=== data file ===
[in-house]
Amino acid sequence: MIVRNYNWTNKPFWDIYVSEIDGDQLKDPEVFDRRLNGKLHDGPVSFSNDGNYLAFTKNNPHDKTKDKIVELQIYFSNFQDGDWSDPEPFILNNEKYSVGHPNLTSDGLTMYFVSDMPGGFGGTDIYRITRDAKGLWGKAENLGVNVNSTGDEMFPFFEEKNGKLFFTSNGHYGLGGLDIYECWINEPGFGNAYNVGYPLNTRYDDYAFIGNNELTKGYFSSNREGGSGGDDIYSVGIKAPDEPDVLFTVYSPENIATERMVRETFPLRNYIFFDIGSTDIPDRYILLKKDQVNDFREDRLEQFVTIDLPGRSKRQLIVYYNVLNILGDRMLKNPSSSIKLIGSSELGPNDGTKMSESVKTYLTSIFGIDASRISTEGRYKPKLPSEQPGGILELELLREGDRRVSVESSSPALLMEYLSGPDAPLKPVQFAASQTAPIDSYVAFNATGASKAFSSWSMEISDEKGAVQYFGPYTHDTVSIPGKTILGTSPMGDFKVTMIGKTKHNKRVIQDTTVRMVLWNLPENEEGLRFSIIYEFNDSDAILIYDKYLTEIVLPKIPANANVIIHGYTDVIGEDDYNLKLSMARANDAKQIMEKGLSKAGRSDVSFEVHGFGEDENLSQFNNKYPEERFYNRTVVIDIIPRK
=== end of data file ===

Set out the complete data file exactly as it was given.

[in-house]
Amino acid sequence: MIVRNYNWTNKPFWDIYVSEIDGDQLKDPEVFDRRLNGKLHDGPVSFSNDGNYLAFTKNNPHDKTKDKIVELQIYFSNFQDGDWSDPEPFILNNEKYSVGHPNLTSDGLTMYFVSDMPGGFGGTDIYRITRDAKGLWGKAENLGVNVNSTGDEMFPFFEEKNGKLFFTSNGHYGLGGLDIYECWINEPGFGNAYNVGYPLNTRYDDYAFIGNNELTKGYFSSNREGGSGGDDIYSVGIKAPDEPDVLFTVYSPENIATERMVRETFPLRNYIFFDIGSTDIPDRYILLKKDQVNDFREDRLEQFVTIDLPGRSKRQLIVYYNVLNILGDRMLKNPSSSIKLIGSSELGPNDGTKMSESVKTYLTSIFGIDASRISTEGRYKPKLPSEQPGGILELELLREGDRRVSVESSSPALLMEYLSGPDAPLKPVQFAASQTAPIDSYVAFNATGASKAFSSWSMEISDEKGAVQYFGPYTHDTVSIPGKTILGTSPMGDFKVTMIGKTKHNKRVIQDTTVRMVLWNLPENEEGLRFSIIYEFNDSDAILIYDKYLTEIVLPKIPANANVIIHGYTDVIGEDDYNLKLSMARANDAKQIMEKGLSKAGRSDVSFEVHGFGEDENLSQFNNKYPEERFYNRTVVIDIIPRK